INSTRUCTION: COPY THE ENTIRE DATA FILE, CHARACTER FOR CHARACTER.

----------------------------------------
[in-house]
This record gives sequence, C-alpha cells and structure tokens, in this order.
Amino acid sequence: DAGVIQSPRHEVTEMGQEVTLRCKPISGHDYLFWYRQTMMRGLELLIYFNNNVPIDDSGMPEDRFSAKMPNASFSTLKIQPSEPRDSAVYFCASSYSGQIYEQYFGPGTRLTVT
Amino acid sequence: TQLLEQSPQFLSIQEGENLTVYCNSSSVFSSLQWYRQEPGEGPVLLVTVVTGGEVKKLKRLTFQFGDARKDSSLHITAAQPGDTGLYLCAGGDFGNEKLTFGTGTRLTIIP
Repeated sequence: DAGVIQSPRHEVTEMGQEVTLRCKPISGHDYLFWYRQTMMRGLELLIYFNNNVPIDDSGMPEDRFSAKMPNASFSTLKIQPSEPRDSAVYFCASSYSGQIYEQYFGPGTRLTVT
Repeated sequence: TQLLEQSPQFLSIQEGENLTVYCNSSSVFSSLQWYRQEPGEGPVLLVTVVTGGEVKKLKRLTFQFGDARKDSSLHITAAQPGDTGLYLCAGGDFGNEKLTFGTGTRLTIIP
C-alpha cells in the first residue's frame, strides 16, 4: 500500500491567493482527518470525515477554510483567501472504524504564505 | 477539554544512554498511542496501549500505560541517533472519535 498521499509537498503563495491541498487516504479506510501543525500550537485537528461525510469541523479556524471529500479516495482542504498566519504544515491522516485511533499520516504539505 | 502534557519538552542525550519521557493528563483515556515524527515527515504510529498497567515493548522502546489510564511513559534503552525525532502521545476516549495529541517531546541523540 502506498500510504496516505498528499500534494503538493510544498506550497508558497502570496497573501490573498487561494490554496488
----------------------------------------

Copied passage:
[in-house]
This record gives sequence, C-alpha cells and structure tokens, in this order.
Amino acid sequence: DAGVIQSPRHEVTEMGQEVTLRCKPISGHDYLFWYRQTMMRGLELLIYFNNNVPIDDSGMPEDRFSAKMPNASFSTLKIQPSEPRDSAVYFCASSYSGQIYEQYFGPGTRLTVT
Amino acid sequence: TQLLEQSPQFLSIQEGENLTVYCNSSSVFSSLQWYRQEPGEGPVLLVTVVTGGEVKKLKRLTFQFGDARKDSSLHITAAQPGDTGLYLCAGGDFGNEKLTFGTGTRLTIIP
Repeated sequence: DAGVIQSPRHEVTEMGQEVTLRCKPISGHDYLFWYRQTMMRGLELLIYFNNNVPIDDSGMPEDRFSAKMPNASFSTLKIQPSEPRDSAVYFCASSYSGQIYEQYFGPGTRLTVT
Repeated sequence: TQLLEQSPQFLSIQEGENLTVYCNSSSVFSSLQWYRQEPGEGPVLLVTVVTGGEVKKLKRLTFQFGDARKDSSLHITAAQPGDTGLYLCAGGDFGNEKLTFGTGTRLTIIP
C-alpha cells in the first residue's frame, strides 16, 4: 500500500491567493482527518470525515477554510483567501472504524504564505 | 477539554544512554498511542496501549500505560541517533472519535 498521499509537498503563495491541498487516504479506510501543525500550537485537528461525510469541523479556524471529500479516495482542504498566519504544515491522516485511533499520516504539505 | 502534557519538552542525550519521557493528563483515556515524527515527515504510529498497567515493548522502546489510564511513559534503552525525532502521545476516549495529541517531546541523540 502506498500510504496516505498528499500534494503538493510544498506550497508558497502570496497573501490573498487561494490554496488